2. Page Hijacking: The new Pages are meant as a community platform. They’re “unofficial” pages that can be created for anything, by anyone. This sounds great until the page becomes so large that Facebook decides to enforce the ‘community’ aspect and take away your rights to the page. I love Reese’s Peanut Butter Eggs. If the page that I create about them becomes too popular and gains too many fans, Facebook will take the page away from me and turn it into a Wiki-type page. Knowing that, where’s my motivation to grow that page and the community? How pissed off am I going to be when my page with 15,000 fans is suddenly removed from my control? I’d say Facebook’s gonna have a hard time selling that one, but good luck.
  3. Bigger ORM Problem: When anyone can create a page about anything with no policing, as a business owner you better be monitoring Facebook like never before. Your brand, your executives, your employees, your product – they may all soon end up with their very own Facebook Community Page. Don’t worry; I’m sure it’ll be positive.
    It’s the Internet. People always have nice things to say on the Internet.

Facebook knows it has a problem, it knows that users are confused…it just doesn’t know what the hell to do about it. So instead of simplifying the process, instead of helping users to figure it out, they’ve added a third option to the whole debacle. It’s a band aid solution that Facebook needed once they let the system run too far out of control. Do yourself a favor – Don’t be Facebook. When you have the choice to simplify a complicated process or make it even more complicated, consider picking the former. You can have complex, but you need to have simple first. Facebook really needs to get out of its bubble.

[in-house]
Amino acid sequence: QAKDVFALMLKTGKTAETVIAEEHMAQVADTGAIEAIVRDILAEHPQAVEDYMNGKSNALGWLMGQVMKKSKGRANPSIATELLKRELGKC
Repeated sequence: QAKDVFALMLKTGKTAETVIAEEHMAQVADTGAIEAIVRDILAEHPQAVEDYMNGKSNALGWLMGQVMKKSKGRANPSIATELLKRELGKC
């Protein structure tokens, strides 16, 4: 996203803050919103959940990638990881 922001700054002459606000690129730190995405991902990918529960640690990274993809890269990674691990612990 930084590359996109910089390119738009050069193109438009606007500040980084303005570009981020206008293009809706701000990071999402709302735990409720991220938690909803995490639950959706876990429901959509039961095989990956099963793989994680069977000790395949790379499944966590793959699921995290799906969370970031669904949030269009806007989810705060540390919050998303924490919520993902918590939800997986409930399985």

What do you think about the new Community Pages? Do you like them or are do you think normal users are going to be even more confused?

Your Comments

  • Dawn Wentzell

    Random thought: could this be a step towards combining pages and groups into a single platform? I dunno if it is, or isn’t, or if that would be a good idea or not. Just thinking out loud.

    Also, this new “like” vs “become a fan” wording change is uber confusing. Some of my relatively-tech-savvy friends actually thought FB was getting rid of pages altogether because of this.

    Yet two more reasons on the growing list of why I hate Facebook and quit for 2 years.

    • Lisa Barone

      I could be, I suppose. Honestly, I couldn’t tell you what the difference is now between a Facebook Group and a Facebook Community Page. Weren’t Groups just Community Pages to begin with? Maybe they should have just renamed Groups.

      None of it makes a hell of a lot of sense.

  • Mark Cahill

    It does seem they don’t know where to stop, they are adding extra “features” like crazy. They are like a person addicted to plastic surgury, “Lets add more bits”.

    You are right they need to simplify the existing process instead of adding more confusion to it. Before adding new features they should be sure that their “customers” really want it. After all, social media is all about connecting, communicating and most important listening to your customer in a very efficient manner.

    • Lisa Barone

      Facebook has Heidi Montag syndrome.

      I really do think it’d be in Facebook’s best interest to make sure that their customers both WANT the new features and they UNDERSTAND the old ones, otherwise we’re just launching stuff and losing people in the process.

  • Miguel Salcido

    Wow, I am one of those people that was so burnt out from MySpace that I have totally stayed away from Facebook. Even though it is part of my career and I really should be on it and understand it better, I have decided not to. But recently I have been contemplating relenting and setting myself up a profile. In fact, last night while lying in bed I had made up my mind, I was going to dive in.

    But after reading this my head is spinning. I’m now thinking that I was much the wiser for not getting into it all. After all, I have too many other high ROI things that I can work on.